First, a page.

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Free Syrian Arms

A gem from a Washington Post report on CIA plans to scale up their existing “secret” project to vet, train, and arm a faction of vaguely pro-American Syrian rebels in the so-called (and largely ambivalent on America) “Free Syrian Army”:

The latest setbacks came this month, when CIA-backed factions were routed by Jabhat al-Nusra, al-Qaeda’s primary affiliate in Syria. Fighters with militias including Harakat Hazm — one of the biggest recipients of U.S. arms — fled positions in towns across northern Syria, with many leaving their weapons to be scooped up by al-Nusra. […] The weapons distributed have been mostly light arms, although Harakat Hazm was among a select group of units to be given U.S.-made TOW antitank missiles.

Cool, cool, cool. Such amazing results for Harakat Hazm (Hazzm Movement) bodes well for the even slower, still-under-development Pentagon program to train rebel fighters.

They sound about as effective and reliable as the Iraqi Army and almost as much of an accidental U.S. arms conduit to Nusra Front as the Iraqi Army was to ISIS in Mosul. Hazzm must be the inept military counterpart to the spectacular incompetence and ridiculousness of the supposed “civilian leadership” of “the Syrian opposition.”

Another funny story: Nusra Front — which the Free Syrian Army, the purported parent organization to Hazzm, has repeatedly hailed as a valued ally in the fight against Bashar al-Assad — reportedly just signed a military cooperation pact with ISIS after a year of animosity and infighting. Battlefield cooperation has already begun. (Edit on November 19, 2014: Aymenn Jawad al-Tamimi argues that there is very little credible evidence of a serious agreement between Nusra Front and ISIS.)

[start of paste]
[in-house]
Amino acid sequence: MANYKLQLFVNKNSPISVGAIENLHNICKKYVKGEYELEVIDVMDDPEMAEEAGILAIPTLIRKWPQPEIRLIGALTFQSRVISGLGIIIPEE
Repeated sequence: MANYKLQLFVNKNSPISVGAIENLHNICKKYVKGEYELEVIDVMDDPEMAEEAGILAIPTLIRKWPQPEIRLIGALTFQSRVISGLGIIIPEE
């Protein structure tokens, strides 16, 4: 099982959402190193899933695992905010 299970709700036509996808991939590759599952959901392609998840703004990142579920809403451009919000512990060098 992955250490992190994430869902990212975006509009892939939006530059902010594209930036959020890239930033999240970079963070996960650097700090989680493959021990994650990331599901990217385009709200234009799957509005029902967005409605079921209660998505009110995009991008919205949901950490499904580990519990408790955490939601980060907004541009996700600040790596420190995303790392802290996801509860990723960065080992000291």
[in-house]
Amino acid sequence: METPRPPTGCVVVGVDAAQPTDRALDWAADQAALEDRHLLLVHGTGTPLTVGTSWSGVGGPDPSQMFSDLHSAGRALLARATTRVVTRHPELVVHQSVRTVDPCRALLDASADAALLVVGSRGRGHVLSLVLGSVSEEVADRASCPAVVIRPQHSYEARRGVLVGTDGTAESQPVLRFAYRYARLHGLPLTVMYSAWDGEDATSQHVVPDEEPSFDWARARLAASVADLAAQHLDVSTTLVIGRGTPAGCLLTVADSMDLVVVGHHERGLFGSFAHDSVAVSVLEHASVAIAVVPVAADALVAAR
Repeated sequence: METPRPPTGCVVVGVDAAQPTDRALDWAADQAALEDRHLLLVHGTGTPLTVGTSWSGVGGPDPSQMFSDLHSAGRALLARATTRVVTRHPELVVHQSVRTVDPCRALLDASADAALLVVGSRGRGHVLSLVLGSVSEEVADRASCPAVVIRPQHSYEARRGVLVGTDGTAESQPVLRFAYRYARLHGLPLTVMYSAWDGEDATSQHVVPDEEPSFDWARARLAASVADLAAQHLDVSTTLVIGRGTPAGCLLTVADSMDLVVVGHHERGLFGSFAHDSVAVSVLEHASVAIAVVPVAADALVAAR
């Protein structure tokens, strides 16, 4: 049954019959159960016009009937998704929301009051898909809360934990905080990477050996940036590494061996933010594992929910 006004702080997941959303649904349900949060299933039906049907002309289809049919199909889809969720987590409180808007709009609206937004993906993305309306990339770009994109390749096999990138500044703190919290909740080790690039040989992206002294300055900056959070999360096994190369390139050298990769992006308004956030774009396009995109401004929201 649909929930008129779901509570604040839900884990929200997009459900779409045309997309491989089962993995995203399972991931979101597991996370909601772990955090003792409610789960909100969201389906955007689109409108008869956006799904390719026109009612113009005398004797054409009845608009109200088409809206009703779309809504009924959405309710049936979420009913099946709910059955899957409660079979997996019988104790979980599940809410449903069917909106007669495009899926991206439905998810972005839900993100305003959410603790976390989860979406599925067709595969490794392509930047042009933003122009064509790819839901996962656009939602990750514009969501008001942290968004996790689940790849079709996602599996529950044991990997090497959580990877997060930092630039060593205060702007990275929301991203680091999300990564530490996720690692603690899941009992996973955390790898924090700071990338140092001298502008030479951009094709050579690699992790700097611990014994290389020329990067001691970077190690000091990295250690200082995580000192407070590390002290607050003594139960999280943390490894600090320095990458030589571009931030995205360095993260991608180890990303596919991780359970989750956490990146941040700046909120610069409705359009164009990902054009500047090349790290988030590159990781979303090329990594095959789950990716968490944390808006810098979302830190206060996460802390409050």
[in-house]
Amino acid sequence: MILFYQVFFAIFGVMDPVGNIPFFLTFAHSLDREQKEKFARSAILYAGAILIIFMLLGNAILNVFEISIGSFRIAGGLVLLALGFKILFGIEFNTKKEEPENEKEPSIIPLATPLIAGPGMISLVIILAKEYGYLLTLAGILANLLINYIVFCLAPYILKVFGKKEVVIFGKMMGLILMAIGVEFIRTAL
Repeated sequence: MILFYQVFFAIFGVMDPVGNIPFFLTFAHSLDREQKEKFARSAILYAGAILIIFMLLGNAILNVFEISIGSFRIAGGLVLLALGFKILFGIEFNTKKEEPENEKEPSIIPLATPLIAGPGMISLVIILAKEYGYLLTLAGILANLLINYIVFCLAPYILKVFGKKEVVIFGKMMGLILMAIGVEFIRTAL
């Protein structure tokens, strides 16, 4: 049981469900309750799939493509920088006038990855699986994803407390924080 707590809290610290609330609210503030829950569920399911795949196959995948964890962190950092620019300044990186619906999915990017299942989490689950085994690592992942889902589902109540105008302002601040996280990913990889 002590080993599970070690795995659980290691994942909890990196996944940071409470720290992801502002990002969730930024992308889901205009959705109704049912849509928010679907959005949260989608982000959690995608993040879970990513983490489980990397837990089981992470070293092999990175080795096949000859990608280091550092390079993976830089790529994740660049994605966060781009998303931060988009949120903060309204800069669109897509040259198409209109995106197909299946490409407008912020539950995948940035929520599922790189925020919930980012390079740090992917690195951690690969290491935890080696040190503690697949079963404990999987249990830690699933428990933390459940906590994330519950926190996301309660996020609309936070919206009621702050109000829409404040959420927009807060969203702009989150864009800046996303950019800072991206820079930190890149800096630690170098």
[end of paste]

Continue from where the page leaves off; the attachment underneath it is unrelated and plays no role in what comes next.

You may also remember Nusra Front for their greatest hits including the kidnap and ransom of dozens of United Nations peacekeepers captured from Golan Heights. I’m super glad we probably just accidentally gave them anti-tank weapons. I’m sure they’ll find some nice tanks to use them on, and, to be fair, we probably wouldn’t have gotten much use out of them ourselves.

Flag of the CIA-backed Hazzm Movement in Syria. (Credit: MrPenguin20 - Wikimedia)

Flag of the CIA-backed Hazzm Movement in Syria. (Credit: MrPenguin20 – Wikimedia)